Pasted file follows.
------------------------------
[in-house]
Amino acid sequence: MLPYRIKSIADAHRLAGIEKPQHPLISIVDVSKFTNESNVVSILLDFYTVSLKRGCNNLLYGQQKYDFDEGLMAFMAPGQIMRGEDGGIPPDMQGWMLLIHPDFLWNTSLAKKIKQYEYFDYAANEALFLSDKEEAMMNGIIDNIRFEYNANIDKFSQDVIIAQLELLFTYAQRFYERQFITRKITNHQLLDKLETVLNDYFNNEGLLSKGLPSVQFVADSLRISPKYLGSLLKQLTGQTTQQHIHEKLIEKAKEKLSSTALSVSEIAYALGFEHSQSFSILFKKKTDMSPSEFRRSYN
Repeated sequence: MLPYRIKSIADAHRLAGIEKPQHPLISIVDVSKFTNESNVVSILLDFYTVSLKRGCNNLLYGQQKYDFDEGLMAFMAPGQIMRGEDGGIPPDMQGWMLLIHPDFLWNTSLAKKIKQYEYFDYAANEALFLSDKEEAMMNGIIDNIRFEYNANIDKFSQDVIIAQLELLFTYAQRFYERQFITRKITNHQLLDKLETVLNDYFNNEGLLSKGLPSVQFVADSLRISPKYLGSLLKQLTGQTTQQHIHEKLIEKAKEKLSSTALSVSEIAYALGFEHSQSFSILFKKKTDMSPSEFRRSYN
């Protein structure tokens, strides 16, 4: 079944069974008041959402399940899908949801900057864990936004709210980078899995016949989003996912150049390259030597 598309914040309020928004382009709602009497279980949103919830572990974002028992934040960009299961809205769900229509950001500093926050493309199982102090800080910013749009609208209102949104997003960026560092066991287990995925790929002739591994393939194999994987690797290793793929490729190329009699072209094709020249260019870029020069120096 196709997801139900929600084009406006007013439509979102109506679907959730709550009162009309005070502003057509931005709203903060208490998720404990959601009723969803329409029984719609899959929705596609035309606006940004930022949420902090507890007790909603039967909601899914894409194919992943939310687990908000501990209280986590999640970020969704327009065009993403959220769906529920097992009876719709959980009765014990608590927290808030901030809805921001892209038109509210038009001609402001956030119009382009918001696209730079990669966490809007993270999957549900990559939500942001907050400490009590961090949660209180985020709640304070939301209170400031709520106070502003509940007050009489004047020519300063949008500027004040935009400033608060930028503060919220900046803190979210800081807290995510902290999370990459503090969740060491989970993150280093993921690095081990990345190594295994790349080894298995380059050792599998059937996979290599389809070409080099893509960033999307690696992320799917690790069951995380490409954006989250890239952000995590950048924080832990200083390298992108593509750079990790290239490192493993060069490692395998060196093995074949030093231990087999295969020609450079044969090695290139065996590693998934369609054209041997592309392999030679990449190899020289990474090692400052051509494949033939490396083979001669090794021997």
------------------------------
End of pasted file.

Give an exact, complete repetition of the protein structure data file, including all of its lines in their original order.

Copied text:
[in-house]
Amino acid sequence: MLPYRIKSIADAHRLAGIEKPQHPLISIVDVSKFTNESNVVSILLDFYTVSLKRGCNNLLYGQQKYDFDEGLMAFMAPGQIMRGEDGGIPPDMQGWMLLIHPDFLWNTSLAKKIKQYEYFDYAANEALFLSDKEEAMMNGIIDNIRFEYNANIDKFSQDVIIAQLELLFTYAQRFYERQFITRKITNHQLLDKLETVLNDYFNNEGLLSKGLPSVQFVADSLRISPKYLGSLLKQLTGQTTQQHIHEKLIEKAKEKLSSTALSVSEIAYALGFEHSQSFSILFKKKTDMSPSEFRRSYN
Repeated sequence: MLPYRIKSIADAHRLAGIEKPQHPLISIVDVSKFTNESNVVSILLDFYTVSLKRGCNNLLYGQQKYDFDEGLMAFMAPGQIMRGEDGGIPPDMQGWMLLIHPDFLWNTSLAKKIKQYEYFDYAANEALFLSDKEEAMMNGIIDNIRFEYNANIDKFSQDVIIAQLELLFTYAQRFYERQFITRKITNHQLLDKLETVLNDYFNNEGLLSKGLPSVQFVADSLRISPKYLGSLLKQLTGQTTQQHIHEKLIEKAKEKLSSTALSVSEIAYALGFEHSQSFSILFKKKTDMSPSEFRRSYN
């Protein structure tokens, strides 16, 4: 079944069974008041959402399940899908949801900057864990936004709210980078899995016949989003996912150049390259030597 598309914040309020928004382009709602009497279980949103919830572990974002028992934040960009299961809205769900229509950001500093926050493309199982102090800080910013749009609208209102949104997003960026560092066991287990995925790929002739591994393939194999994987690797290793793929490729190329009699072209094709020249260019870029020069120096 196709997801139900929600084009406006007013439509979102109506679907959730709550009162009309005070502003057509931005709203903060208490998720404990959601009723969803329409029984719609899959929705596609035309606006940004930022949420902090507890007790909603039967909601899914894409194919992943939310687990908000501990209280986590999640970020969704327009065009993403959220769906529920097992009876719709959980009765014990608590927290808030901030809805921001892209038109509210038009001609402001956030119009382009918001696209730079990669966490809007993270999957549900990559939500942001907050400490009590961090949660209180985020709640304070939301209170400031709520106070502003509940007050009489004047020519300063949008500027004040935009400033608060930028503060919220900046803190979210800081807290995510902290999370990459503090969740060491989970993150280093993921690095081990990345190594295994790349080894298995380059050792599998059937996979290599389809070409080099893509960033999307690696992320799917690790069951995380490409954006989250890239952000995590950048924080832990200083390298992108593509750079990790290239490192493993060069490692395998060196093995074949030093231990087999295969020609450079044969090695290139065996590693998934369609054209041997592309392999030679990449190899020289990474090692400052051509494949033939490396083979001669090794021997």